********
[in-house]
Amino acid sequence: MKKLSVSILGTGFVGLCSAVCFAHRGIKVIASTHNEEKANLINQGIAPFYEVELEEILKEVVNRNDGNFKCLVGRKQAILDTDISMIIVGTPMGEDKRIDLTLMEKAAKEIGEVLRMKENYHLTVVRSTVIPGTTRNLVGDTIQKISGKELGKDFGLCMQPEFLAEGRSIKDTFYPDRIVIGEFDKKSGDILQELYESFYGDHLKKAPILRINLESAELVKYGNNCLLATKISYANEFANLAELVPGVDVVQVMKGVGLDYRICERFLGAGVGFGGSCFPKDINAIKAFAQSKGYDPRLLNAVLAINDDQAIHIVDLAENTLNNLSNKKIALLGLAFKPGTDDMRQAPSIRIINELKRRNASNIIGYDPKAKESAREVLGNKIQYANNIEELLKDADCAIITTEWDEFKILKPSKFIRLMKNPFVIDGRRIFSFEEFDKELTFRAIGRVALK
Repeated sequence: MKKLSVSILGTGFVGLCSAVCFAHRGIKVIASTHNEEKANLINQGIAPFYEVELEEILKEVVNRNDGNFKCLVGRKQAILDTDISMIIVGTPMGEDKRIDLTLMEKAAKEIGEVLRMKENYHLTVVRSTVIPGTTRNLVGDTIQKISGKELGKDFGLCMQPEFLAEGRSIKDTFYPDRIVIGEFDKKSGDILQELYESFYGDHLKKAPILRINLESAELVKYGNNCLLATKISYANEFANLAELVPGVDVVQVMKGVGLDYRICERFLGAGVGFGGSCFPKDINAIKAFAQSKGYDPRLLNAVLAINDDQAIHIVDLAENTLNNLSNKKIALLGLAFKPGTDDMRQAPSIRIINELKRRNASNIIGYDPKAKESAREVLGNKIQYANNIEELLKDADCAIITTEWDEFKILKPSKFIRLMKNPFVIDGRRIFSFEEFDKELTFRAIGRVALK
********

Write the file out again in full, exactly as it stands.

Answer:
[in-house]
Amino acid sequence: MKKLSVSILGTGFVGLCSAVCFAHRGIKVIASTHNEEKANLINQGIAPFYEVELEEILKEVVNRNDGNFKCLVGRKQAILDTDISMIIVGTPMGEDKRIDLTLMEKAAKEIGEVLRMKENYHLTVVRSTVIPGTTRNLVGDTIQKISGKELGKDFGLCMQPEFLAEGRSIKDTFYPDRIVIGEFDKKSGDILQELYESFYGDHLKKAPILRINLESAELVKYGNNCLLATKISYANEFANLAELVPGVDVVQVMKGVGLDYRICERFLGAGVGFGGSCFPKDINAIKAFAQSKGYDPRLLNAVLAINDDQAIHIVDLAENTLNNLSNKKIALLGLAFKPGTDDMRQAPSIRIINELKRRNASNIIGYDPKAKESAREVLGNKIQYANNIEELLKDADCAIITTEWDEFKILKPSKFIRLMKNPFVIDGRRIFSFEEFDKELTFRAIGRVALK
Repeated sequence: MKKLSVSILGTGFVGLCSAVCFAHRGIKVIASTHNEEKANLINQGIAPFYEVELEEILKEVVNRNDGNFKCLVGRKQAILDTDISMIIVGTPMGEDKRIDLTLMEKAAKEIGEVLRMKENYHLTVVRSTVIPGTTRNLVGDTIQKISGKELGKDFGLCMQPEFLAEGRSIKDTFYPDRIVIGEFDKKSGDILQELYESFYGDHLKKAPILRINLESAELVKYGNNCLLATKISYANEFANLAELVPGVDVVQVMKGVGLDYRICERFLGAGVGFGGSCFPKDINAIKAFAQSKGYDPRLLNAVLAINDDQAIHIVDLAENTLNNLSNKKIALLGLAFKPGTDDMRQAPSIRIINELKRRNASNIIGYDPKAKESAREVLGNKIQYANNIEELLKDADCAIITTEWDEFKILKPSKFIRLMKNPFVIDGRRIFSFEEFDKELTFRAIGRVALK